Just talk about trees

Birch and pine took the hardest hits from the ice storm of ’14. The frail, sensitive poet and the burly shop teacher in need of a shave hardly spoke before the storm and now they lay side by side on the ground and tumble together in the chipper.

Disaster, the great unifier.

Ice fell evenly from the sky, but some lost a disproportionate share of trees. Others were mysteriously spared, or at least it looks that way to someone just passing through. For every lawn covered in massive branches and entire trunks, there’s one to the side littered only with tidy snow patches. But if you look around, you might notice the white meat of snapped limbs or stumps where great trees once stood.

Some people just tend to their messes quicker.

The trees that huddled together in groves weathered the ice storm the best. It’s possible the ones in the center thought it was only rain and never felt the ice thicken and weigh down and snap.

It’s no guarantee, but there’s safety in numbers.

Of two trees that stand alone in our front yard, the japanese maple came out unscathed while the silver maple shed branches we will still be picking up next spring. Maybe some trees were healthier in ways we couldn’t see or they were pruned carefully over the years or sat closer to a stream during drought.

Resilience and strength aren’t visible from the outside.

The aftermath from the ice storm looks like Nature’s spring clean. She culled and cleared one day when she was in a terrible mood and then said “here, clean this up. I’m going to take a nap.” I guess it was better than forest fire or flood.

Even if it’s a plan I don’t understand, new opportunities come from loss.

It doesn’t do any good to guess why this tree and not that one or second-guess what we should have been doing all along to prepare. What’s done is done and now its time to walk around the yard and pick up branches and then turn around and notice a dozen more we missed.

Eventually we’ll amass a great pile and the sloppy, mossy ground will support new growth and we’ll all treat our trees with more reverence for at least a full cycle of seasons.

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Note: Later this week, in time to welcome Spring, look for a guest post by Whistler, who celebrates 1.5 years sober. 

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49 thoughts on “Just talk about trees

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  1. Such a great thoughtful post…I’ve often wondered the same. Our recent ice storm was just as devastating… Yet beautiful at the same time. Nature’s way….:-)

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      1. I like that!! I do write about trees a lot don’t I?!!! Thank you…and thanks for all your great posts. You’re a wonderful part of this online fellowship!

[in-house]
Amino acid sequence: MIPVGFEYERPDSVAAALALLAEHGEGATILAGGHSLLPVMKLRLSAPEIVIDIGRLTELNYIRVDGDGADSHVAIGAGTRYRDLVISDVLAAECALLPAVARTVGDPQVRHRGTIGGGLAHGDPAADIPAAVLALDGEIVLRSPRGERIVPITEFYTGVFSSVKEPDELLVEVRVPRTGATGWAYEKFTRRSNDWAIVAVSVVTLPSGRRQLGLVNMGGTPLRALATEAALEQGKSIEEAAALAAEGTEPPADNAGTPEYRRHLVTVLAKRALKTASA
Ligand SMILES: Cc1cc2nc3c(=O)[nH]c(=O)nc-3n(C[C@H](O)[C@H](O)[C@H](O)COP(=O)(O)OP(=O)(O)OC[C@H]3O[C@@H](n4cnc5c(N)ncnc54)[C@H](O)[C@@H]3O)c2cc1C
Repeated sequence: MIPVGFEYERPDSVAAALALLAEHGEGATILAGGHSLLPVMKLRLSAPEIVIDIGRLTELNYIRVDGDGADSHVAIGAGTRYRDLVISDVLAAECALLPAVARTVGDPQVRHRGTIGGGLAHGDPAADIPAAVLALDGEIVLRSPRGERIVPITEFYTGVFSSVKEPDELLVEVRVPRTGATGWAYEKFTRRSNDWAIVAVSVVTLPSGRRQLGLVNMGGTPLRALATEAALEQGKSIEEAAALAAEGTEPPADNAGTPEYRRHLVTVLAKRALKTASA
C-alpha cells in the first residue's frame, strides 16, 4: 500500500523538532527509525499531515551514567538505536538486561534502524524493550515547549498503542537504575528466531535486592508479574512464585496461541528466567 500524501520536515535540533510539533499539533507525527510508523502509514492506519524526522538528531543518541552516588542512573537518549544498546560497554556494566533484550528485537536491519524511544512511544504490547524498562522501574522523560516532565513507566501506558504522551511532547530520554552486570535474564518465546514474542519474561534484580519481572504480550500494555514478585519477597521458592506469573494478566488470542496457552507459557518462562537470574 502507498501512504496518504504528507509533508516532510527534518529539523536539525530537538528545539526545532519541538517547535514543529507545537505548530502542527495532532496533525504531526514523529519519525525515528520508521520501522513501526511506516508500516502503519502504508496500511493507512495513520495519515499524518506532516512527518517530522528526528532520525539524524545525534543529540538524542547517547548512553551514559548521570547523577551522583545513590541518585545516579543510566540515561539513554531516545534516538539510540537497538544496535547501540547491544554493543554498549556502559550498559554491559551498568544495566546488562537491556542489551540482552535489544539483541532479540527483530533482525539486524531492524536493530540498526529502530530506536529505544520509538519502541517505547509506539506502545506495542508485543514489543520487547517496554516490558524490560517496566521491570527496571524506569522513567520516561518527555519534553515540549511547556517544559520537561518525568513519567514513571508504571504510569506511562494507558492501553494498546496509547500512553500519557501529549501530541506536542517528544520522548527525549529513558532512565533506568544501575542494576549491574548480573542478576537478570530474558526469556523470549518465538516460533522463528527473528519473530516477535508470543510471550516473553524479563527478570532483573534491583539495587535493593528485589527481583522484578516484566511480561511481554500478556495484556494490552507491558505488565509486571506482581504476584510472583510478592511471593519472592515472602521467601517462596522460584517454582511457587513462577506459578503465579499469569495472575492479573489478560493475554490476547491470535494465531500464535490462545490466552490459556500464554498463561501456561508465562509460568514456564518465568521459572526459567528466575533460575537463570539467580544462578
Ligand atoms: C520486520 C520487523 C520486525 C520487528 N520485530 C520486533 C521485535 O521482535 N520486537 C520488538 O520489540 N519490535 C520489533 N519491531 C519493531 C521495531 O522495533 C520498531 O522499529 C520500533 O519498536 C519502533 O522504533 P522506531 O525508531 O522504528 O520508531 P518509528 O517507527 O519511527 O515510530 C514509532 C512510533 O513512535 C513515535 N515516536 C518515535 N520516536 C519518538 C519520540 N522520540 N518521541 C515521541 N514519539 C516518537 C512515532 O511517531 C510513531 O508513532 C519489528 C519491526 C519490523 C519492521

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  2. I am always fond of trees, they help me reflect, they provide compassion just by their mere existence. Your post reminded me of some of the lessons I have absorbed by watching my backyard aimlessly and returning with a smile.
    Congratulations on being freshly pressed.

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  3. It’s been a rough winter on our trees and nature. It was an interesting thing to witness as this blog was a very interesting read!

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  4. Lovely, layered piece. Nature is where I learn my lessons too, marking recovery (or the lack of – my husband’s) and loss through the seasons. I admire this piece and love your writing. Look forward to following you along on your journey.

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  5. I tend to forget about how beautiful trees are, but once in a while I’ll look at one, and it’ll remind me what an amazing artist God is. And how He loves and delights in each and every living thing. Good post.

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  6. Okay – now this was just super awesome. and I kept thinking of life with all your points (I am sure you were going there with them too – or letting it lie where it may….) but gosh! so tasty!

    and I think I could use this post to teach a weekend seminar on….

    first

    ~Some people just tend to their messes quicker.
    indeed! – and literally in our neighborhood some tackle the debris and down trees faster than others. and then in life – like in social area or in relationships or in learning how to cope and adjust to things – well too often folks don’t understand that “messes” are a healthy part of life – and instead of embracing them and cleaning up – some hide the mess, ignore, mask it, bury it in bad way, etc.